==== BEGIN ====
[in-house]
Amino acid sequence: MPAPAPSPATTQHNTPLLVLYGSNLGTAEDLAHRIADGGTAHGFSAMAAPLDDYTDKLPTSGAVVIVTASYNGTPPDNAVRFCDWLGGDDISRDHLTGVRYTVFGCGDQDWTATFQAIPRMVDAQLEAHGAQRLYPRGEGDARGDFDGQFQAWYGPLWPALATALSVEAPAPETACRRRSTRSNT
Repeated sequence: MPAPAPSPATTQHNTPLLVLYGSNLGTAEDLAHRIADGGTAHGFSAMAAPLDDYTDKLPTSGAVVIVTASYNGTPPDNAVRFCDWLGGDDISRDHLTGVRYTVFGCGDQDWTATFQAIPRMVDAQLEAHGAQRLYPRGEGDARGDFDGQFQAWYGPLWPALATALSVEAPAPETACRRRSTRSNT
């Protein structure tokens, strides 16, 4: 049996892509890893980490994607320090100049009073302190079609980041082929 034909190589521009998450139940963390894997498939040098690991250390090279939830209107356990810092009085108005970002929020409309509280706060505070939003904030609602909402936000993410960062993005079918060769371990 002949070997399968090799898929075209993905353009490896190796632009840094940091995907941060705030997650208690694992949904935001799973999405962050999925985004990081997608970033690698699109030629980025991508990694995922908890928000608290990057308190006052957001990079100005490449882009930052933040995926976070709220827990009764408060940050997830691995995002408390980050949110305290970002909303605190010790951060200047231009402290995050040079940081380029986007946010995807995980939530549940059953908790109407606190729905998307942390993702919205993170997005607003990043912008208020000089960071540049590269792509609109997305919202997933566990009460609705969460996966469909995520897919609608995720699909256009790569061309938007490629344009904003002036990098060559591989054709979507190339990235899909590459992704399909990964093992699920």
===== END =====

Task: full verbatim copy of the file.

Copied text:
[in-house]
Amino acid sequence: MPAPAPSPATTQHNTPLLVLYGSNLGTAEDLAHRIADGGTAHGFSAMAAPLDDYTDKLPTSGAVVIVTASYNGTPPDNAVRFCDWLGGDDISRDHLTGVRYTVFGCGDQDWTATFQAIPRMVDAQLEAHGAQRLYPRGEGDARGDFDGQFQAWYGPLWPALATALSVEAPAPETACRRRSTRSNT
Repeated sequence: MPAPAPSPATTQHNTPLLVLYGSNLGTAEDLAHRIADGGTAHGFSAMAAPLDDYTDKLPTSGAVVIVTASYNGTPPDNAVRFCDWLGGDDISRDHLTGVRYTVFGCGDQDWTATFQAIPRMVDAQLEAHGAQRLYPRGEGDARGDFDGQFQAWYGPLWPALATALSVEAPAPETACRRRSTRSNT
């Protein structure tokens, strides 16, 4: 049996892509890893980490994607320090100049009073302190079609980041082929 034909190589521009998450139940963390894997498939040098690991250390090279939830209107356990810092009085108005970002929020409309509280706060505070939003904030609602909402936000993410960062993005079918060769371990 002949070997399968090799898929075209993905353009490896190796632009840094940091995907941060705030997650208690694992949904935001799973999405962050999925985004990081997608970033690698699109030629980025991508990694995922908890928000608290990057308190006052957001990079100005490449882009930052933040995926976070709220827990009764408060940050997830691995995002408390980050949110305290970002909303605190010790951060200047231009402290995050040079940081380029986007946010995807995980939530549940059953908790109407606190729905998307942390993702919205993170997005607003990043912008208020000089960071540049590269792509609109997305919202997933566990009460609705969460996966469909995520897919609608995720699909256009790569061309938007490629344009904003002036990098060559591989054709979507190339990235899909590459992704399909990964093992699920």